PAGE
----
88 2. it is for a typical parabolic antenna.77 3. ITU-R SM. with 40 dB fade margin. TABLE 3 Modulation method 4-PSK 8-PSK 16-QAM Normalized channel spacing.1046-1 17 channel arrangements. with 16-QAM modulation and 40 MHz channel spacing between cross-polarized channels).59 NOTE 1 – Degradation due to adjacent channel interference: 0. while the interfering link is receiving its nominal value. – Channel filters: raised cosine roll-off 0. FIGURE 1046-1-11 FIGURE 11 Antenna radiation masks 0 20 Angular decoupling (dB) 40 60 80 0 20 40 60 80 100 180 Angle from the axis (degrees) Parabolic antenna. Measured values might be different from these calculated values. It has been assumed that performance degradation (and a bit error ratio (BER) of 1 × 10–3) due to co-channel interference from other links is not greater than 1 dB.16 2. as suggested by ITU-R Recommendations (for example 140 Mbit/s.23 Spectrum efficiency (bit/(s ⋅ Hz) 2. – Decoupling between cross-polarized channels (residual cross-polar discrimination (XPD)): 12 dB.Rec. D/λ = 75 co-polarization cross-polarization 1046-11 . X 1. It is assumed that the interfered-with link is at the threshold. The antenna radiation pattern used in the analysis is shown in Fig.5 dB.13 2. 11.5.

L. . 4. IEEE International Conference on Communications (ICC '80). 12 show that in high density networks the highest efficiency is achieved with 4-PSK modulation. WA.. ITU-R SM. 1980] Spectrum use efficiency and small capacity digital radio-relay system in the 2 GHz band. United States of America. The results of Fig. I. 11. J.1046-1 A normalized network density γ has been defined as: γ= 2 Nρ2 overall area covered by the network (19) where: N : number of radio nodes in the network ρ : mean square hop length. C. This shows that the SUE of modulation methods depends on the interference environment. the modulation method moves in favour of 8-PSK or even 16-QAM when the network density is lower. Seattle. Proc. Performance degradation due to frequency re-use: 1 dB 1046-12 FIGURE SM. and NAKAZAWA. IEEE. TILLOTSON.18 Rec. [1973] Efficient use of the radio spectrum and bandwidth expansion. H. [8-12 June. FIGURE 12 Spectrum efficiency in a mesh network Normalized spectrum efficiency (bit/(s · Hz)) 12 γ=5 9 6 γ=3 γ=2 3 γ=1 0 4-PSK 8-PSK 16-QAM Modulation methods Antenna radiation mask of Fig. et al. 61.1046-12 NOTE 1 – Additional information may be found in: DODO. KUREMATSU. However.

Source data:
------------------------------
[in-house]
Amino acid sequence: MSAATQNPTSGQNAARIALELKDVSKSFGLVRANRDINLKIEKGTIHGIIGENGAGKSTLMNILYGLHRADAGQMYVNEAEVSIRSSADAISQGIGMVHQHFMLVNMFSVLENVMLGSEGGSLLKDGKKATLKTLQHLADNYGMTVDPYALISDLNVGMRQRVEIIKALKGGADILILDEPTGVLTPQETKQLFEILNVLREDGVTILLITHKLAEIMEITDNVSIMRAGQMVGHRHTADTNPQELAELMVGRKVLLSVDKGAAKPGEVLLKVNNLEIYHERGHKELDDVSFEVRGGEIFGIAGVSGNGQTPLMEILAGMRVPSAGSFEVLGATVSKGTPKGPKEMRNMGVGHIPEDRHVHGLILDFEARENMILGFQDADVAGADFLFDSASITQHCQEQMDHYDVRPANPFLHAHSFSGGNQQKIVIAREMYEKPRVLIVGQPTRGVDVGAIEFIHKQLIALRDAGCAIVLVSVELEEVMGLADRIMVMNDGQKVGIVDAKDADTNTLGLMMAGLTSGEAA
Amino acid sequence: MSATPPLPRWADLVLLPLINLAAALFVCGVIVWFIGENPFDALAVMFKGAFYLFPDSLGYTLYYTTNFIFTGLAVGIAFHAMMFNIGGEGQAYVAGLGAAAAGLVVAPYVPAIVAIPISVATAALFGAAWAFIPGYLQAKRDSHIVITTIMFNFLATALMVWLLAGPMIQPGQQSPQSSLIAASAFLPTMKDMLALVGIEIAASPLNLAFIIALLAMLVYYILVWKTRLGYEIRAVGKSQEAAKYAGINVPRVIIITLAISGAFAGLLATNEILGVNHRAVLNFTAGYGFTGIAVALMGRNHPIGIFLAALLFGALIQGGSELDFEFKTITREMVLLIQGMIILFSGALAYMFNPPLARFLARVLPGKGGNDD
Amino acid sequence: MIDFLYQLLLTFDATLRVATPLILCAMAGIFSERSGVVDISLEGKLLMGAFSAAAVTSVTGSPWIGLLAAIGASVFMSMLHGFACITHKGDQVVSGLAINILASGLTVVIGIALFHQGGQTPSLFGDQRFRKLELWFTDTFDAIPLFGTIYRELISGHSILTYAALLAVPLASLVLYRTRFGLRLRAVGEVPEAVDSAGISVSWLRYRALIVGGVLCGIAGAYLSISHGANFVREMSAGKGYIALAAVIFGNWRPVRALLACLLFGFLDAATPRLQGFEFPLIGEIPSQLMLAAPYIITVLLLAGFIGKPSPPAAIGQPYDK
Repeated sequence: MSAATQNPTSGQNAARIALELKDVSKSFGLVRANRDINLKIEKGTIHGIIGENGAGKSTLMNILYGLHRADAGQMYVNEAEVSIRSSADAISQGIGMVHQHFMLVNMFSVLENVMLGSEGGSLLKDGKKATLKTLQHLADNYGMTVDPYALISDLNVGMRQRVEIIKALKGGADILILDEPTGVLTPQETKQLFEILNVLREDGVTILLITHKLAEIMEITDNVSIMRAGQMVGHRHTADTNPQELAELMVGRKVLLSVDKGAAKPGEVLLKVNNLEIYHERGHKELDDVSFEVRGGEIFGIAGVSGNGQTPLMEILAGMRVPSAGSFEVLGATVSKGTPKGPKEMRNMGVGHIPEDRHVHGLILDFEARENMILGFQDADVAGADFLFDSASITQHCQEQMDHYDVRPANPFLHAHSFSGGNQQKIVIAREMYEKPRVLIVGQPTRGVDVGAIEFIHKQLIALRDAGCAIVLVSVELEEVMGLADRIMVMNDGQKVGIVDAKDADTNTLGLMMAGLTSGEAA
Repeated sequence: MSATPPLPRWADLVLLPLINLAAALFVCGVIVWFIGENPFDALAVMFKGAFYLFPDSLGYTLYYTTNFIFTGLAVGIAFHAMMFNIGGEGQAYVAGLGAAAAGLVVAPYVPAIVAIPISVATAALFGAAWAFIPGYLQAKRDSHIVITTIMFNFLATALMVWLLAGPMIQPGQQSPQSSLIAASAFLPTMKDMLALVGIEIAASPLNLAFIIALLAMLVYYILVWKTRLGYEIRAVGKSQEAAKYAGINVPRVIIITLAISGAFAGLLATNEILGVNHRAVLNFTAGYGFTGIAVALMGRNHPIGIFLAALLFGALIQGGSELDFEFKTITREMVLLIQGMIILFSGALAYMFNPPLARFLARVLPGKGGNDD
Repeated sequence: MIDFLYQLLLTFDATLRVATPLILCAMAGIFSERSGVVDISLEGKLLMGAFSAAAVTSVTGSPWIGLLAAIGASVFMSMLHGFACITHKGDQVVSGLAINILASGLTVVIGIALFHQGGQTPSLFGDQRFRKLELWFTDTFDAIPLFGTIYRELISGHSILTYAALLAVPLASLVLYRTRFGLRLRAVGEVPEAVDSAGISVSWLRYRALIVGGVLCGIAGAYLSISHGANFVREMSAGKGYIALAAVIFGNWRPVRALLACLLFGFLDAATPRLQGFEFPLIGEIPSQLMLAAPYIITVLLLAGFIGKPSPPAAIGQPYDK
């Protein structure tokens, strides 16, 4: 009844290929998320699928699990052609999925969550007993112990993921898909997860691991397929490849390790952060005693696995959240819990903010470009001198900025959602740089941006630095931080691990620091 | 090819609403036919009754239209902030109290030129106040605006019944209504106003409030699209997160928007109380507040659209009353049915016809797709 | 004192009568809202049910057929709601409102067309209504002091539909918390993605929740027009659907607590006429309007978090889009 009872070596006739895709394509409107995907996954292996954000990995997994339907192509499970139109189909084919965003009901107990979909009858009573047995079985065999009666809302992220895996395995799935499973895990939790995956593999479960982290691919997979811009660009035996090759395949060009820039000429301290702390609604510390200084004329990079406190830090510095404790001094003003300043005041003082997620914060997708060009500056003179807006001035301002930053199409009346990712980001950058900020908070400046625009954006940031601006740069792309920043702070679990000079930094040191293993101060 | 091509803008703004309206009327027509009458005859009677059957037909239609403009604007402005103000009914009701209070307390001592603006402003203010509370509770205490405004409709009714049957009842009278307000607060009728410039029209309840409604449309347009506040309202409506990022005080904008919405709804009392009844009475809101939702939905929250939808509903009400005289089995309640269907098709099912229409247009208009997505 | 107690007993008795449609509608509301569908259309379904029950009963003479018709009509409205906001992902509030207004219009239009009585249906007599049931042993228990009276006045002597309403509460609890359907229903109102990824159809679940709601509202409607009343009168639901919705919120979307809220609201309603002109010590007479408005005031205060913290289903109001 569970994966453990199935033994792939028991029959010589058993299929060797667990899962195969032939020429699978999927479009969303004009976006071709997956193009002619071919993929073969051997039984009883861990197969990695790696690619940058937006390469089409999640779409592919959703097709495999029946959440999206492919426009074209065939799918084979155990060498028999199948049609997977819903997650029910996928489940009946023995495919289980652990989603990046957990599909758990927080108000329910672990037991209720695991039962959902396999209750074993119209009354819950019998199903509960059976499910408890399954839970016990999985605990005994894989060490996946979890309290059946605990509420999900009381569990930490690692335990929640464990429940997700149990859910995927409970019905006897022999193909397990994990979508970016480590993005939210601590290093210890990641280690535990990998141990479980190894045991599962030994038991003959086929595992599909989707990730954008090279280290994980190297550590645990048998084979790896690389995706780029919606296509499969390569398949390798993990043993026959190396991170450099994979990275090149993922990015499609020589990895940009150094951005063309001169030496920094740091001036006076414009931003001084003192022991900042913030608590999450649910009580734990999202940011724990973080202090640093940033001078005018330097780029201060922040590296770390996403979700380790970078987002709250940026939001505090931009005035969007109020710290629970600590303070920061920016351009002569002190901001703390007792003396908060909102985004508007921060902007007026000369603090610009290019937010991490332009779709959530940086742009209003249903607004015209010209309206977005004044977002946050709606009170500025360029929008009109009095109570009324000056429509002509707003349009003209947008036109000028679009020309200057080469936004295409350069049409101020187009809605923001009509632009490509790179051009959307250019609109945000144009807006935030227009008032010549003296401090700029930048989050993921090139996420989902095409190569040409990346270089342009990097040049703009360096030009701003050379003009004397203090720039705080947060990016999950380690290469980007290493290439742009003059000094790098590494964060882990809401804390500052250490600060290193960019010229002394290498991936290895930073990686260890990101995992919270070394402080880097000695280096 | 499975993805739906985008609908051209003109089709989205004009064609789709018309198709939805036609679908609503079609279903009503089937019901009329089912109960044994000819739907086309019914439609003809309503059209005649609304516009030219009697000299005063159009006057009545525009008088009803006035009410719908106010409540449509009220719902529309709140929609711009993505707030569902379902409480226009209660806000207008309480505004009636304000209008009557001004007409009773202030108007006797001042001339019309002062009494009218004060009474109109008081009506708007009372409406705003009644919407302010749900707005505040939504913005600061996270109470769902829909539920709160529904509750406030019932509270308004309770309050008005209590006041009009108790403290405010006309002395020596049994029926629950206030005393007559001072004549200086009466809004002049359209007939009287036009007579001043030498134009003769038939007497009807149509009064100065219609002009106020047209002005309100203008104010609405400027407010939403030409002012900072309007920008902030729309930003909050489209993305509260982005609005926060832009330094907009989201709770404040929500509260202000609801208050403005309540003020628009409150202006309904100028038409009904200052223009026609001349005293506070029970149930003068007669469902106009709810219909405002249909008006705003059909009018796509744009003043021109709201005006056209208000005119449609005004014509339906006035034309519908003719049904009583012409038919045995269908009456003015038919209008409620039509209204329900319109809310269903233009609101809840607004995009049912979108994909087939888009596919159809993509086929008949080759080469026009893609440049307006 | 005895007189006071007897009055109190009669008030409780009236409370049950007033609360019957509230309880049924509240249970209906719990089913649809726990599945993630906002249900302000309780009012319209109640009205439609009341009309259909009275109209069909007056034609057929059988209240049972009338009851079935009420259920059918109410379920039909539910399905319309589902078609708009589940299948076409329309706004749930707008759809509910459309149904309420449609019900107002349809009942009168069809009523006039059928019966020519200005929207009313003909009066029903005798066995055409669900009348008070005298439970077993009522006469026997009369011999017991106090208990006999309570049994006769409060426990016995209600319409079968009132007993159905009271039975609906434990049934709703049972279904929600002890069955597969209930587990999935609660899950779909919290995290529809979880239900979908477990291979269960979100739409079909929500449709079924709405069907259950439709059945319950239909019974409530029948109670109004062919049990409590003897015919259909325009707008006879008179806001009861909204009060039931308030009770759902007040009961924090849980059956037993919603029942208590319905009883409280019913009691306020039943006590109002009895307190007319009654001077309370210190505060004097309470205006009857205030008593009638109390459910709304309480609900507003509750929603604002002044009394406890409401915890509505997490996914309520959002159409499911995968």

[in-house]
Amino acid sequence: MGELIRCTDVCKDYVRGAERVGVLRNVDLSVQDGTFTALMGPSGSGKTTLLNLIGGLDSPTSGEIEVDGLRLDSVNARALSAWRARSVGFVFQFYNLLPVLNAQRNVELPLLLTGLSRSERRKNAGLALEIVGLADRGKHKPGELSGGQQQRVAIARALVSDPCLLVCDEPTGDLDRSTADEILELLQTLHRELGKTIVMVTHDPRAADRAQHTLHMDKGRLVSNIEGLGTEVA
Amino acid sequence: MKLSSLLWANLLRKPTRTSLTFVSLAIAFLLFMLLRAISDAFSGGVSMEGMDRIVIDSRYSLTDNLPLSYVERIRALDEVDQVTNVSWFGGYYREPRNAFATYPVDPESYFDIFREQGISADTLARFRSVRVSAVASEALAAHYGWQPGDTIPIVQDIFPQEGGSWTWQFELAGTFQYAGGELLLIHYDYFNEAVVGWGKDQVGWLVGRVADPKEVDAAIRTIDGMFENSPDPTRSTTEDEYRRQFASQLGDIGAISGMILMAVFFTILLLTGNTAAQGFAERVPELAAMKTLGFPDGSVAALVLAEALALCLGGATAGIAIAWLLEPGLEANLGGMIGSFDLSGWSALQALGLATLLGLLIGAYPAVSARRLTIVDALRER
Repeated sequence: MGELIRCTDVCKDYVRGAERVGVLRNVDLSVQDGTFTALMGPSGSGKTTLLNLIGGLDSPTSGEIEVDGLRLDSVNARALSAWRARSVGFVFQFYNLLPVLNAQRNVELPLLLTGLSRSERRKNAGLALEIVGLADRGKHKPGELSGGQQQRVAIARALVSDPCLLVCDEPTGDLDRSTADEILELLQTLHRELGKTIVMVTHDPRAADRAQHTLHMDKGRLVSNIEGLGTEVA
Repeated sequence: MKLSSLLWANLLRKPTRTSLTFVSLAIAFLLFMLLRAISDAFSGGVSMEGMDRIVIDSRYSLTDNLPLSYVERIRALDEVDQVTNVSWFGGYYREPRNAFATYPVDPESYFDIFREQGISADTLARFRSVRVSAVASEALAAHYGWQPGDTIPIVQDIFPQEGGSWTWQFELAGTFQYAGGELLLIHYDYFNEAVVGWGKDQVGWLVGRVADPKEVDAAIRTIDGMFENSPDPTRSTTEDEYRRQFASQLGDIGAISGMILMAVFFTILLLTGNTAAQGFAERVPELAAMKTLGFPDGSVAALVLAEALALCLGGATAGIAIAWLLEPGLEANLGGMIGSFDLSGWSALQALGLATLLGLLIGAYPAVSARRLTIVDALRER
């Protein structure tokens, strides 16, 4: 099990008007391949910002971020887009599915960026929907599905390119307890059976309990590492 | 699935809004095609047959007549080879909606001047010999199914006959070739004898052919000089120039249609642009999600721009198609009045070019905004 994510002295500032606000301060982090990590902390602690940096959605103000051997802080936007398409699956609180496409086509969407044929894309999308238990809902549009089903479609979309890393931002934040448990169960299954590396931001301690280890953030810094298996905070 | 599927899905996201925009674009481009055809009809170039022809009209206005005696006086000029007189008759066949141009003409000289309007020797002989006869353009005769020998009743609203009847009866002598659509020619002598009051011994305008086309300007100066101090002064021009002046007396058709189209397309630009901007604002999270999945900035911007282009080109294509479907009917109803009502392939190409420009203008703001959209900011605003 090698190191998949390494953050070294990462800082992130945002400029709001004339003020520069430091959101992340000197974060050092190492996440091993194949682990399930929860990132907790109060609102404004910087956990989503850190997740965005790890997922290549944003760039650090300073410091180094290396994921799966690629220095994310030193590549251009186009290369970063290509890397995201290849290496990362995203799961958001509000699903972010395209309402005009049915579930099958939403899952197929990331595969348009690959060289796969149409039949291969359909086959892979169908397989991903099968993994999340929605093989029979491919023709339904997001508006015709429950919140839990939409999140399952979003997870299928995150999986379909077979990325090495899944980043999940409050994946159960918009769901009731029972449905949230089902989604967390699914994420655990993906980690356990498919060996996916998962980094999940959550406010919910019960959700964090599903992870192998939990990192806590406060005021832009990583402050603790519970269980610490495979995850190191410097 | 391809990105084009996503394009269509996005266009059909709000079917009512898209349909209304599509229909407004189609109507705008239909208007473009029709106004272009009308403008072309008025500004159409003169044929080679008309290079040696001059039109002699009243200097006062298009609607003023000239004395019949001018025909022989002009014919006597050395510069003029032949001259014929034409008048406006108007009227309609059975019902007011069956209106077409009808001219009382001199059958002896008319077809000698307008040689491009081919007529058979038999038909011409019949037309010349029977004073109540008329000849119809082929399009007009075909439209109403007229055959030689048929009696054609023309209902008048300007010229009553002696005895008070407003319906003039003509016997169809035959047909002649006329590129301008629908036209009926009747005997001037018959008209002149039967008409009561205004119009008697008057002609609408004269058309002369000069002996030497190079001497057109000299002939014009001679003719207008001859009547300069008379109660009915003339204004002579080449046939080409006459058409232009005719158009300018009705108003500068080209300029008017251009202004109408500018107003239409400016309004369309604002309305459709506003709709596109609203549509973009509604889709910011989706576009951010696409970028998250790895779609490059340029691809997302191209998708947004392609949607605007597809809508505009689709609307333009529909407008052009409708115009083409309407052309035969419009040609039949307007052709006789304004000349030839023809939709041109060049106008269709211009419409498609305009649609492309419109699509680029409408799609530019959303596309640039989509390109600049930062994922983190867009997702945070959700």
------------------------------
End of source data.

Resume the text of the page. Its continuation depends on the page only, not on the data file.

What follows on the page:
Rn) θ : vortex angle of sector (θ1. It is also necessary to establish certain modulation characteristics for the . it is necessary to establish characteristics of a reference system between two microwave sites. The denial area is a function of the system antenna-pattern characteristics. Geometrically. ITU-R SM. path attenuation. The transmitter antenna gain pattern is an input to the model which calculates the denial area by summing the area in each segment. …. (22) Then using a smooth earth inverse propagation model.4 2. (20) Equation (20) was chosen because it takes into account both spectrum and spatial (area) denial in assessing the spectrumconservation properties of a system. fade margin and system gain.1046-1 19 2. R2. To apply equation (20) to point-to-point radio-relay systems. angular sectors. which accurately represent the antenna pattern. This facilitates the evaluation of the denial area for each angular sector (see equation (21)).4. The algorithm used to calculate the denial area involves the segmentation (quantization) of the transmitter antenna gain pattern into a number of segments. The concept of SUE can be extended and defined as: SUE = VC/(T · A · B) where: VC : number of voice channels T: A: B: fraction of time a system is used (defined to be equal to 1 for this analysis) denial area (km2) occupied bandwidth (MHz).Rec. each segment is an angular sector. the distance R corresponding to the required loss is determined. transmitter output power and the receiver interference threshold level. The relative SUE that can be achieved must be quantitatively evaluated. The denial area is the area in which another system cannot operate without degradation in system performance below a specified performance criteria. The radii of Rn for each segment were calculated using the relationship: (21) L(R) = Pt + Gt(n) + Gr – Imax where: L(R): Pt : Gt(n) : Gr : Imax : required propagation loss (dB) transmitter output power (dBm) transmitter antenna gain for sector n (dBi) receiver antenna gain –10 dBi maximum permissible interference level (dBm). These characteristics include path length.1 Assessing spectrum conserving properties of new technology for digital radio-relay systems Introduction To assess the spectrum conserving properties of various design factors or technology options a computer model was designed. the area of which may be calculated using the formula: Area of angular sector = π R2 θ / 360 where: R : radius of sector (R1. θn) n : number of angular segments. θ2. …. insertion losses. antenna gain.